To begin with, an IPO has a life of its own during its opening day of trading. Its aftermarket price action is not affected by current stock market conditions.
This is the only time all the IPO players come together – the investors, the flippers and the day traders. The investors adjust their portfolios, the flippers are usually out on the opening trade and the click-dot-traders thrive on high volume and volatility.
Their collective wheeling and dealing result in heavy opening-day volume and the IPO’s price can be volatile.
In the following days, you can see the “hot money” flowing out of the IPO. It moves on to other trading opportunities, the flippers are long gone, and all that’s left are investors.
Back to the Beginning
Let’s take a look at Groupon’s first trading day and beyond.
On the evening of Nov. 3, Groupon priced 35 million shares at $20 each.
On Nov. 4, Groupon’s IPO traded as high as $31.14, as low as $25.90, and closed at $26.11 on a volume of 49.8 million shares. That’s a turnover ratio of 142.3 percent.
On Nov. 5, Groupon’s IPO traded as high as $27.78, as low as $24.59, and closed at $25.97 on a volume of 9.5 million shares.
Day No. 3
On Nov. 6, Groupon’s IPO traded as high as $26.21, as low as $24.76, and closed at $24.90 on a volume of 4.3 million shares.
A Week After Opening Day
On Nov. 11, Groupon’s IPO traded as high as $25, as low as $23.41, and closed at $24.25 on a volume of 1.3 million shares.
By then, the Groupon IPO had moved into the next stage of its life cycle. It is the twilight zone of the “quiet period” and, by law, the underwriters can not give out any investment guidance.
The “quiet period” prohibits those involved in the underwriting and distribution of an IPO from promoting the stock for a period of 28 days. For the company and its managing underwriters, the “quiet period” is extended to 40 days. The latter was an outgrowth of the 1999/2000 insanity-dot-com IPO days.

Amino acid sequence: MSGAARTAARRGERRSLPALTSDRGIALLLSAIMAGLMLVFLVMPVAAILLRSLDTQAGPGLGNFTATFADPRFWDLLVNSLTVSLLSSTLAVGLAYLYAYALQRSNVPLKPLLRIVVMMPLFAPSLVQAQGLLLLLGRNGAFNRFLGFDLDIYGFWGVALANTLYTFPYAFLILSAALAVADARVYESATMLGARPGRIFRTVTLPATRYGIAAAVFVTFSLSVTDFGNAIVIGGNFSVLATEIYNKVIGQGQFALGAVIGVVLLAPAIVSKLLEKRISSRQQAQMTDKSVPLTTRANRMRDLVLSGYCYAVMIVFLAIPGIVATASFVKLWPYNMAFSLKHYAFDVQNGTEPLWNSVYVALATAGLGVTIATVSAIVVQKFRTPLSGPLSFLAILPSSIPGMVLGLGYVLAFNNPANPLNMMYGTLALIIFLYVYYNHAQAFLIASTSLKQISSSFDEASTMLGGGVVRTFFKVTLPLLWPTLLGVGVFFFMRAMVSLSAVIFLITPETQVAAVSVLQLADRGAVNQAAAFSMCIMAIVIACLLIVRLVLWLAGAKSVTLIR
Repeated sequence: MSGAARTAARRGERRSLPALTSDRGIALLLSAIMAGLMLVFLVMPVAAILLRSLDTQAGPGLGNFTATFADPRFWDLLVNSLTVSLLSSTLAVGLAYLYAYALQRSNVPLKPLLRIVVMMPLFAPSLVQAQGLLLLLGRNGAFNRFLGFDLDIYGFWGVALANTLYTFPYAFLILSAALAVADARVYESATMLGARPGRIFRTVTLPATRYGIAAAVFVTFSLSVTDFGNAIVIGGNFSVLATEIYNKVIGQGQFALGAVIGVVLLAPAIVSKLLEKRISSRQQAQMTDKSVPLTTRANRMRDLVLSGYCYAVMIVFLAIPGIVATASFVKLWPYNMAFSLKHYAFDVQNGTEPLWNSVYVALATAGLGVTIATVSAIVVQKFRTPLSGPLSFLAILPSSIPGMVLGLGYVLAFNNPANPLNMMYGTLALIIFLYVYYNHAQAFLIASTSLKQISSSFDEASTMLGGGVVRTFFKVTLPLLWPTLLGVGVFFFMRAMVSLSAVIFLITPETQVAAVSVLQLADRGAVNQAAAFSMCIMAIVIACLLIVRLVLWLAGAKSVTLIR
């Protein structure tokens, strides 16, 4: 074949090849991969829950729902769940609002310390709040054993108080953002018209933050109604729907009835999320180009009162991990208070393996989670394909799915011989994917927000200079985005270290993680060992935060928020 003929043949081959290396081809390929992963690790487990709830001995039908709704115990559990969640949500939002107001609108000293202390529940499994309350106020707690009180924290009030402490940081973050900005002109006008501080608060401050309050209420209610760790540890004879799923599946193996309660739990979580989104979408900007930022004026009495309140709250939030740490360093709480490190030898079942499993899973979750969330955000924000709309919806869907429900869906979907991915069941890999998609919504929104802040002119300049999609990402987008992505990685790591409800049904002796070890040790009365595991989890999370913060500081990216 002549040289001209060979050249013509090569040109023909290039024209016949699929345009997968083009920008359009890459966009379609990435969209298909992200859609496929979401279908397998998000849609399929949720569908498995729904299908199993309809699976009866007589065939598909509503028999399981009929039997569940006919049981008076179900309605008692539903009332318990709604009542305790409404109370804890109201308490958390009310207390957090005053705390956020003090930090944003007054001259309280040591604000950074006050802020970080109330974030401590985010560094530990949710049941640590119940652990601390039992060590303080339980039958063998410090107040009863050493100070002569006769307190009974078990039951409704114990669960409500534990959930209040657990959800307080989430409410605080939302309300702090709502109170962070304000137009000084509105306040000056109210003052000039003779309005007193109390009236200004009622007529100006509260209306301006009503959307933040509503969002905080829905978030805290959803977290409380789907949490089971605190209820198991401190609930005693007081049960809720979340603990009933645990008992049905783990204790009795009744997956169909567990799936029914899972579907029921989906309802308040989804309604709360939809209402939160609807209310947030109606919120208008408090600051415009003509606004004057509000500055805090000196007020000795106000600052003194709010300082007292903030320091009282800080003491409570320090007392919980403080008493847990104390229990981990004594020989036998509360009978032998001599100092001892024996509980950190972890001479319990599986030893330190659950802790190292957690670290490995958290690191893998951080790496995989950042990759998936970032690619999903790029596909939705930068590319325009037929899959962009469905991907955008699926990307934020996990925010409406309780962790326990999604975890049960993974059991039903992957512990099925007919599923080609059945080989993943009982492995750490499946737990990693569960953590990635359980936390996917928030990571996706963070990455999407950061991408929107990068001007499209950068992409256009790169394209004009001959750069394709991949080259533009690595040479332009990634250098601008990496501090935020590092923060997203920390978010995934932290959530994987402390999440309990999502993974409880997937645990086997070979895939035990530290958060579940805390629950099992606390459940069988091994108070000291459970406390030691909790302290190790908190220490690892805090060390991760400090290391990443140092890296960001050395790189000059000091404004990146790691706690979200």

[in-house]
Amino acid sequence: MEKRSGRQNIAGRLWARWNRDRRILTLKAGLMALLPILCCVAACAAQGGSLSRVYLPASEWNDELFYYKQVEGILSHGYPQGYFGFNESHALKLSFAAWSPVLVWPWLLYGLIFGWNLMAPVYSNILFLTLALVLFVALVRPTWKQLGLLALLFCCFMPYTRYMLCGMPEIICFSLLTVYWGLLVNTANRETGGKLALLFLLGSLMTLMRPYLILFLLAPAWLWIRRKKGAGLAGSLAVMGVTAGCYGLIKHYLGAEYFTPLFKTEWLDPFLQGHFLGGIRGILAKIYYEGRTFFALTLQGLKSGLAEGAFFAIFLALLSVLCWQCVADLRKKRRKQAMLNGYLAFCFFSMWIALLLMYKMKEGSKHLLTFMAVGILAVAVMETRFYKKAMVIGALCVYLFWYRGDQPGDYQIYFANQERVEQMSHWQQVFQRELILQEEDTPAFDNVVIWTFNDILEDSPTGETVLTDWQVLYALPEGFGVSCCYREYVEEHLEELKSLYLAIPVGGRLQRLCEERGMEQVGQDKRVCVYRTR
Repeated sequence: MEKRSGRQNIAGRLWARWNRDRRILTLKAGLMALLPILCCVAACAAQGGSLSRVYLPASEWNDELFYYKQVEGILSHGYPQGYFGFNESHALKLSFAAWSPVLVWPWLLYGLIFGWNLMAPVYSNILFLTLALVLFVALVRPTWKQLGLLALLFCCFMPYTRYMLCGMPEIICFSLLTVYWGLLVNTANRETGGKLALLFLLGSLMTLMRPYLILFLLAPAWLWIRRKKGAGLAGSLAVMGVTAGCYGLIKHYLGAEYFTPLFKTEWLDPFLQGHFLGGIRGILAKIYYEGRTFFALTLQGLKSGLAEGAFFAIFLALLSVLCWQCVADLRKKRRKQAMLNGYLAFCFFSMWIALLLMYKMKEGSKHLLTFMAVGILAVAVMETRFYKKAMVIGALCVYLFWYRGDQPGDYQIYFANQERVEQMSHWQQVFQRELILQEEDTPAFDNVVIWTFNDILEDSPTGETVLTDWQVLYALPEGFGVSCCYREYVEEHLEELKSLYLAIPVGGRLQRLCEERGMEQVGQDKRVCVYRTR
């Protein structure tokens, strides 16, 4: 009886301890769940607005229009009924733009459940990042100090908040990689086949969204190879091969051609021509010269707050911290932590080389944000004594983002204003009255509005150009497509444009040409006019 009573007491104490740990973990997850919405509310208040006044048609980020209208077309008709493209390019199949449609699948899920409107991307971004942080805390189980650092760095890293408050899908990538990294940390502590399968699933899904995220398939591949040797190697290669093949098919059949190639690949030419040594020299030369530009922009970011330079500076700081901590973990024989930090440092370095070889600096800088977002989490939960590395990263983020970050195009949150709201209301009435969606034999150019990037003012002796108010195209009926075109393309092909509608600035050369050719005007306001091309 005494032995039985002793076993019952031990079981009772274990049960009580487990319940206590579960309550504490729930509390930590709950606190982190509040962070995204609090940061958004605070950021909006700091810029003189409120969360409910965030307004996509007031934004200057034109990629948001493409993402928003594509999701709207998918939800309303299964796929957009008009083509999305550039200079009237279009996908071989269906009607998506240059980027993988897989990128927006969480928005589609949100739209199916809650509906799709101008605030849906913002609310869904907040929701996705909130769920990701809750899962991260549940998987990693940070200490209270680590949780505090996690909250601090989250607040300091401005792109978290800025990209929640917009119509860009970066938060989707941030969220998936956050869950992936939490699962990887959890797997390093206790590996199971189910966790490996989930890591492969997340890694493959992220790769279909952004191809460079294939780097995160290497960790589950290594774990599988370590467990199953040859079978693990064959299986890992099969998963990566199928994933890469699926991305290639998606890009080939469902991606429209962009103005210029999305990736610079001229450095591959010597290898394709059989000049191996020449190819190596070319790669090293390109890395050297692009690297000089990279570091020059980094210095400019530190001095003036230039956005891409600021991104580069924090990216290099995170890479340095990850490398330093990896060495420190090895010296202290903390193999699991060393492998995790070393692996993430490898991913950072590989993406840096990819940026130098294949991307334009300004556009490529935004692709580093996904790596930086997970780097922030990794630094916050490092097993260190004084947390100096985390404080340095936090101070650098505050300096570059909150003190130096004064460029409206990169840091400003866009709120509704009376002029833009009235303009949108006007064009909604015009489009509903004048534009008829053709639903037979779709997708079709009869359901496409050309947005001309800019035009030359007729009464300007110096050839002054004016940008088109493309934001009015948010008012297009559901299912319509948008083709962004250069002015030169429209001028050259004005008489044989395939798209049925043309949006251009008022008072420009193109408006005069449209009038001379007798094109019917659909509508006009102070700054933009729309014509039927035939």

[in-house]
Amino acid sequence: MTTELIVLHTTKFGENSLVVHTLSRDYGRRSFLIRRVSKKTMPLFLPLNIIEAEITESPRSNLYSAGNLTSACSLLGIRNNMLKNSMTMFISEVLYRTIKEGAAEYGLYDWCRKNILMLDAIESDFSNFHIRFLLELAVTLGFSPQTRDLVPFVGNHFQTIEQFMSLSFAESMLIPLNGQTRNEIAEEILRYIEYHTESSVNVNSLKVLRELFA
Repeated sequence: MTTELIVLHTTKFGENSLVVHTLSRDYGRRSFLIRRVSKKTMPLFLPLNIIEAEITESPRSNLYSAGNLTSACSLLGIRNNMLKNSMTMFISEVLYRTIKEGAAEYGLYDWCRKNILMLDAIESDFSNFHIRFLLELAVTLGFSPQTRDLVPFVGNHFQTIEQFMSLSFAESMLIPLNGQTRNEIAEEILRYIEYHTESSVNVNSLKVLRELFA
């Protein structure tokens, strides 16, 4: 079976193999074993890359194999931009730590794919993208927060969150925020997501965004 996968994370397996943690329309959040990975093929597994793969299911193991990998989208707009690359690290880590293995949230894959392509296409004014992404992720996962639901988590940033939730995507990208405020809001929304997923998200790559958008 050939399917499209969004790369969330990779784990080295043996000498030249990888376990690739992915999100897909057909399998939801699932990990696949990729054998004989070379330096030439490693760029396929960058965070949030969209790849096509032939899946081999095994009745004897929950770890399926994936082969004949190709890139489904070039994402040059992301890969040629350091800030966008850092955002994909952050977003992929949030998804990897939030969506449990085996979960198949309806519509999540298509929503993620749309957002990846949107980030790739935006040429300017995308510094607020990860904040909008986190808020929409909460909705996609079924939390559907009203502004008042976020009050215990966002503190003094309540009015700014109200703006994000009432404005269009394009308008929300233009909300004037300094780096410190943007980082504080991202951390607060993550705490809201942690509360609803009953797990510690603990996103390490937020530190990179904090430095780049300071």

As a result, the IPO’s unseasoned securities fall under the influence of the stock market and its investors must wait until its underwriters can initiate research coverage.
Exception to the Rule
However – and there’s always a however – any investment advisory firm, research firm or broker/dealer not involved in the underwriting process is free to comment on any IPO at any time.
In Groupon’s case, as of Friday, Nov. 25, five brokers had initiated research coverage, according to Thomson First Call. None were involved with its underwriting.
Two rated the stock as a “buy,” two as a “hold” and one as a “sell.” Their price targets ranged from $35 to $15 with a mean target of $26 per share.
Groupon closed on Friday, Nov. 25, at $16.75 per share.
Some Numbers Worth Noting
Now here’s where it gets informative – the Thomson First Call financial estimates for Groupon, compared with the company’s actual results for 2010:
Actual Revenues for Year Ended Dec. 31, 2010: $312 million
Estimated Revenues for Year Ended 2011: $1.6 billion
Estimated Revenues for Year Ended 2012: $2.38 billion
Estimated Revenues for Year Ended 2013: $2.85 billion
Actual Net Loss for Year Ended Dec. 31, 2010: $389 million – or a loss of $1.33 per share
Estimated Net Loss for Year Ended 2011: $321.9 million or a loss of 64 cents per share on more shares outstanding
**Estimated Net Income for Year Ended 2012: $154.7 million or 14 cents per share
**Estimated Net Income for Year Ended 2013: $480.6 million or 41 cents per share
**Note the projected switch from an annual net loss to profitability, beginning with the year ended 2012.
Bookmark Dec. 14, 2011. That is the day when the Groupon IPO exits from its 28-day “quiet period” and then add another 12 days for date when the company and its managing underwriters are free to talk.
What’s more, IPOs have been known to run up ahead of the expirations of their quiet periods on anticipation of favorable research initiations by their underwriters.
That pretty much finishes the life cycle of an IPO.
Disclosure: Neither the author nor anyone else on the IPOScoop.com staff has a position in any stocks mentioned, nor do they trade or invest in IPOs. The author and IPOScoop.com staff do not issue advice, recommendations or opinions.